Humans, unlike other animals, possess what philosophers call reason. Without entering into philosophical analysis – that is not the purpose of this chronicle at this point in the Haitian electoral process – it is now urgent that all people endowed with this faculty use their common sense.
Using reason, let’s examine the final results of the Nov. 20, 2016 general elections, results which were challenged by the three main presidential candidates and some candidates for seats in the Senate and the Chamber of Deputies.
The presidential candidates – Dr. Maryse Narcisse of Fanmi Lavalas, Jude Célestin of LAPEH, and Moïse Jean-Charles of the Pitit Dessalines Platform – began protesting even before the results were published, giving a first round victory to their competitor, Jovenel Moïse of the Haitian Bald Headed Party (PHTK). But there was not just one election that day. There were also partial legislative elections (senators and deputies) and municipal races.
In principle, we should begin to challenge when we have in our possession all the results. But in Haiti, politicians live by different rules. They challenge first, then see what happens later.
Recent history encouraged adopting this approach. A verification commission found that the 2015 presidential elections were fraudulent. Therefore, in 2016, the three protesting presidential candidates immediately suspected fraud.
After the preliminary results were released, the three runners-up brought the matter before the Electoral Courts. They contended that there was massive fraud, resulting in an “electoral coup.” They demanded proper verification, which is legitimate, otherwise their competitor would win the election dishonestly.
But in the meantime, the results of other races were released. They revealed a spectacular sweep of legislative and municipal elections by the PHTK and its allies.
This made it more difficult for the three protesting candidates to make their case, since the legislative results seemed to confirm the results of the presidential election. But the Fanmi Lavalas, Pitit Dessalines, and LAPEH could not now retreat. They had to defend their position, as Moïse Jean-Charles was fond of saying, “until the bitter end.”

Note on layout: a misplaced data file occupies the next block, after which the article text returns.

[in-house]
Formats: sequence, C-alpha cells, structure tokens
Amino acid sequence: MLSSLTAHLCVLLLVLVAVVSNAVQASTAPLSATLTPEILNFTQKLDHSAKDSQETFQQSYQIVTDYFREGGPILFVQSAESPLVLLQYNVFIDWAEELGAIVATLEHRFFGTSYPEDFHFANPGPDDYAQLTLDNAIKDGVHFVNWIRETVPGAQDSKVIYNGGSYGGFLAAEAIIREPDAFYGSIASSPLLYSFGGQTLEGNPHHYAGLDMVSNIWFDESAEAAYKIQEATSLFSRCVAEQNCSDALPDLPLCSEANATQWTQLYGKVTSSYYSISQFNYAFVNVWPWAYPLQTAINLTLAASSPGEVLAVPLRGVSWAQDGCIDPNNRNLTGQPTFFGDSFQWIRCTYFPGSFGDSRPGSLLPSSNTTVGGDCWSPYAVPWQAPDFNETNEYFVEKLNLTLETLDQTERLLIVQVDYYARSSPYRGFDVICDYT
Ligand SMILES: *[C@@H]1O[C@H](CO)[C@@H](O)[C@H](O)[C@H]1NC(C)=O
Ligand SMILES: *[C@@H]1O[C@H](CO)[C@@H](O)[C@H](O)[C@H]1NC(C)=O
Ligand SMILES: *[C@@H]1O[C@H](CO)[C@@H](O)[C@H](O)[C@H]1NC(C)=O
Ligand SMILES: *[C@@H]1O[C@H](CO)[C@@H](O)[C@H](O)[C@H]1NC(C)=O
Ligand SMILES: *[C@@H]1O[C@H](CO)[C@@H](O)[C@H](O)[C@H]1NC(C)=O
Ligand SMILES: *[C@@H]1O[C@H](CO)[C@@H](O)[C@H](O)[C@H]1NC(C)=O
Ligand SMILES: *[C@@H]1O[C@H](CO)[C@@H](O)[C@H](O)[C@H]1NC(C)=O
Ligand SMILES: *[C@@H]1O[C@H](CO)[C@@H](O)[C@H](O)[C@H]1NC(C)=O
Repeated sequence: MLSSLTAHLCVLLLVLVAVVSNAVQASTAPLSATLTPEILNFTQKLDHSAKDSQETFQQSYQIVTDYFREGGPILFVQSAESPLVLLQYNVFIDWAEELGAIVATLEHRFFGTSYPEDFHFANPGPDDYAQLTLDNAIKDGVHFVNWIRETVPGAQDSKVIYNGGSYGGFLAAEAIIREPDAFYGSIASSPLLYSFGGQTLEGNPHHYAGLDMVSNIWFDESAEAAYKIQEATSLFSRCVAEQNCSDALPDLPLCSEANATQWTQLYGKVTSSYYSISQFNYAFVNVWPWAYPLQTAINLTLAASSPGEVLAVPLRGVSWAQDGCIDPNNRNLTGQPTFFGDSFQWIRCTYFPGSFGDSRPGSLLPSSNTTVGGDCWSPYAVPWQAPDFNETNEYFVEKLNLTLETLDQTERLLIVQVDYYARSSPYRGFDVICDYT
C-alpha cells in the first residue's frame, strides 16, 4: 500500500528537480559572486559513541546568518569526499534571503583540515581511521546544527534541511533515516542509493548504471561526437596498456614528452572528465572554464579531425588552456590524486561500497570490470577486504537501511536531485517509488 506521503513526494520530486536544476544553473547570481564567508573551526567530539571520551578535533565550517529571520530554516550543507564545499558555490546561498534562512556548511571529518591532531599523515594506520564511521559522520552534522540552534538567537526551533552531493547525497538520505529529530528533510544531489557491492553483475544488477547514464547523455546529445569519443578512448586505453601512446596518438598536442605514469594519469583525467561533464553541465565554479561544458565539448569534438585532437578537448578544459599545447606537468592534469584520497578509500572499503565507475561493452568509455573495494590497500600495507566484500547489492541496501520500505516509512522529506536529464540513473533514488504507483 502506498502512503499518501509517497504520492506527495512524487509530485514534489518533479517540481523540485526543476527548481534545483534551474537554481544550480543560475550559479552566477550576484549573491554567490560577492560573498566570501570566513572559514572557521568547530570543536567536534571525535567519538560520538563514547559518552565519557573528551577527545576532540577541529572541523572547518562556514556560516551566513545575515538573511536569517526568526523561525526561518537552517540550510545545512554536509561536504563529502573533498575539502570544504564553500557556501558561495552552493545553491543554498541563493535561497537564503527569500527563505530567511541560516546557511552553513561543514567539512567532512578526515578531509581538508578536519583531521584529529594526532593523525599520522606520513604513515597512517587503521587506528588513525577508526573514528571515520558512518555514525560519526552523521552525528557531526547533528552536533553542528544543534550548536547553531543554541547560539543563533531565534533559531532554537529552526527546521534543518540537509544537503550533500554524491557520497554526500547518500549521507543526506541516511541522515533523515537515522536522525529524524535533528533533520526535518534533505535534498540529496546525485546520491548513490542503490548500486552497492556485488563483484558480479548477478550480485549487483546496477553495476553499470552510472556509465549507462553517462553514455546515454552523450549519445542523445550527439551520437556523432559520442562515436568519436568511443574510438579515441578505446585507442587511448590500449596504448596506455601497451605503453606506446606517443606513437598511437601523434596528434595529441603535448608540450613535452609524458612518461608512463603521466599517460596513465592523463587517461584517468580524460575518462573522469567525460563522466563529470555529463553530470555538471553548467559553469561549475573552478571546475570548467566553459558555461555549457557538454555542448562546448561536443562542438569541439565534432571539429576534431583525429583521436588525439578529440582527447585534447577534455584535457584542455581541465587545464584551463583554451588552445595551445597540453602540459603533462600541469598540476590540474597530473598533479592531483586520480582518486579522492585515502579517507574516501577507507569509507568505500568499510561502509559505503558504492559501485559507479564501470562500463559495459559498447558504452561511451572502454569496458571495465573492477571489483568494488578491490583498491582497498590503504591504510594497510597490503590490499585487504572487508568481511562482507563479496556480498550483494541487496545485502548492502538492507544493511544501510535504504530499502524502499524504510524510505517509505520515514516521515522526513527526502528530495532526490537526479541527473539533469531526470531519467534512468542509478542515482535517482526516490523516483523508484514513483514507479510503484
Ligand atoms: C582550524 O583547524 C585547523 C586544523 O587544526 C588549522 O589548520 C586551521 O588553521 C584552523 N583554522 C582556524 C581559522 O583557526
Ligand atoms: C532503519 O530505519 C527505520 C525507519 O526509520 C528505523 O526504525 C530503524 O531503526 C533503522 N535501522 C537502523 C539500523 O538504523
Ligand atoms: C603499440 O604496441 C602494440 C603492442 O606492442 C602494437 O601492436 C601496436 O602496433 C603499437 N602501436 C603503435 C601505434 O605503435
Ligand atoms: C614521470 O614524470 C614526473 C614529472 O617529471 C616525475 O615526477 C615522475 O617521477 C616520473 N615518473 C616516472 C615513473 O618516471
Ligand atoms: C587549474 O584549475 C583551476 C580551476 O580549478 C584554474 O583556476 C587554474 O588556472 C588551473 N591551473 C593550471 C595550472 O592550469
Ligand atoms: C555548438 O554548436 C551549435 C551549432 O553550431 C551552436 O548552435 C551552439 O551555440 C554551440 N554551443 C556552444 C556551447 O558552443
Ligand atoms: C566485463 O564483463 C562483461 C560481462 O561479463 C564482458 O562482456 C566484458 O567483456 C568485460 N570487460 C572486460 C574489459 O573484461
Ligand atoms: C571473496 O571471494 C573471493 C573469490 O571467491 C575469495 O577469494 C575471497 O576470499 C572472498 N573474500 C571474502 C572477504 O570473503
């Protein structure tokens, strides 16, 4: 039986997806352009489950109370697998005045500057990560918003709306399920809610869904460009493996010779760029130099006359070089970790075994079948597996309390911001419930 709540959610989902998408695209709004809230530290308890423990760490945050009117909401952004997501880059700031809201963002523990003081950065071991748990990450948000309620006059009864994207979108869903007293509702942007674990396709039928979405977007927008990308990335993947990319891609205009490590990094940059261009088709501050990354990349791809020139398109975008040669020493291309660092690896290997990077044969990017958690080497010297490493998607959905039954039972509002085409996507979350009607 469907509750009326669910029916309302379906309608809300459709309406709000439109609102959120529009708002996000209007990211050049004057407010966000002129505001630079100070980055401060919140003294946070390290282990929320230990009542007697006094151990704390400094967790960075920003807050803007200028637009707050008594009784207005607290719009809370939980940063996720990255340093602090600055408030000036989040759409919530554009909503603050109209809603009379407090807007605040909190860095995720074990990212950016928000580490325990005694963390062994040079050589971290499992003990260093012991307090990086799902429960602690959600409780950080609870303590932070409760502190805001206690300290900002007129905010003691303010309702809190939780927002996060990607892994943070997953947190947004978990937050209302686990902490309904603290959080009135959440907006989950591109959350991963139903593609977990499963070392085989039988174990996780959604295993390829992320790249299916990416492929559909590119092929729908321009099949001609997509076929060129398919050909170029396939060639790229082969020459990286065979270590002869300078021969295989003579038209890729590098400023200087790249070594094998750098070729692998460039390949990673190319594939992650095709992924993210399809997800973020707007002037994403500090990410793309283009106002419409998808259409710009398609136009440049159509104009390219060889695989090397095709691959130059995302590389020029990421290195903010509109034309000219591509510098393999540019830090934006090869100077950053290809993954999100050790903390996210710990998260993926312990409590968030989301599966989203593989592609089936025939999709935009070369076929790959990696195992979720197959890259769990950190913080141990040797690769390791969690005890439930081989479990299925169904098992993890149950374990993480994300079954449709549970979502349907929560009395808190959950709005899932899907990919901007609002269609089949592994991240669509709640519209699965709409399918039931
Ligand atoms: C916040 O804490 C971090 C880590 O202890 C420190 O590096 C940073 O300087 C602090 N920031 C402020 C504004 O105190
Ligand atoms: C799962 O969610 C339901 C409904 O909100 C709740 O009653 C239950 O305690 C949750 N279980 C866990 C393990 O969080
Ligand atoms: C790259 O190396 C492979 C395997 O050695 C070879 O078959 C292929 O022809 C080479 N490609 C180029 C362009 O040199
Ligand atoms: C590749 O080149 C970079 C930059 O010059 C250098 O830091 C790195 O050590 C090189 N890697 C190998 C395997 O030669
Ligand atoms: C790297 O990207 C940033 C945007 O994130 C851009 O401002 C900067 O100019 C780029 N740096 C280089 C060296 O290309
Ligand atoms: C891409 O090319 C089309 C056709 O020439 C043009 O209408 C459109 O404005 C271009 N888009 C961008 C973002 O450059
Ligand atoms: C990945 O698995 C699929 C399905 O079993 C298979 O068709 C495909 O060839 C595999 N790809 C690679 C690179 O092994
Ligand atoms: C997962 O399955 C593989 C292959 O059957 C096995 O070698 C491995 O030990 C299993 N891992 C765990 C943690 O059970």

Almost everywhere, the candidates of the PHTK and its allies won seats, apparently confirming that the few voters who had their vote counted (less than 19% of the electorate) did indeed vote in favor of Jovenel Moïse. The candidates of PHTK and its allies are also in the lead for second round races. In some races, the second round will be between two candidates of the same family, such as a PHTK versus KID, or Bouclier versus PHTK or the Haiti in Action party (AAA) of Sen. Youri Latortue. The candidates of Fanmi Lavalas and Pitit Dessalines are rare in the run-offs for the final third of the Senate. LAPEH has none. What a strange surprise!
In this electoral landscape, there are several surprising cases. Take, for example, the Senate candidate for the West Department, the PHTK’s Fednel Monchéry. This candidate who was ridiculed throughout the campaign, in the press and by his opponents, surprisingly will be in the Jan. 29 run-off. He was up against such heavyweights as Assad Volcy, a candidate (albeit dissenting) of Pitit Dessalines, Dr. Schiller Louidor of Fanmi Lavalas, and the well-known sports journalist Patrice Dumont (RPH), whom he will face in the second round.
Another significant race was the easy victory in the Grand’Anse Department of paramilitary leader Guy Philippe of Consortium. (On Jan. 5, he was arrested by the Haitian police and turned over to agents of the U.S. Drug Enforcement Agency or DEA). Elected as the second Senator of the Grand’Anse was the former President of the Chamber of Deputies, Sorel Jacinthe, under the banner of René Préval’s INITE Patriotic Platform.
The PHTK and its allies also had victories in the North. Lavalas defectors to PHTK and its allies beat their former party colleagues. Nawoom Marcellus, under the Bouclier’s banner, and Dieudonné Etienne Luma of the PHTK both beat out Kelly C. Bastien, the former Senate President who came in third. In fact, the PHTK’s Luma is the only woman to sit in the Senate of Haiti’s 50th legislature.
In the Center Department, there is another “enfant terrible” who left the Lavalas for the PHTK: Willot Joseph. He sailed to victory with his colleague, Wilfrid Gélin. The latter was apparently convicted in the U.S. in the 1980s for trafficking Haitians illegally into Florida.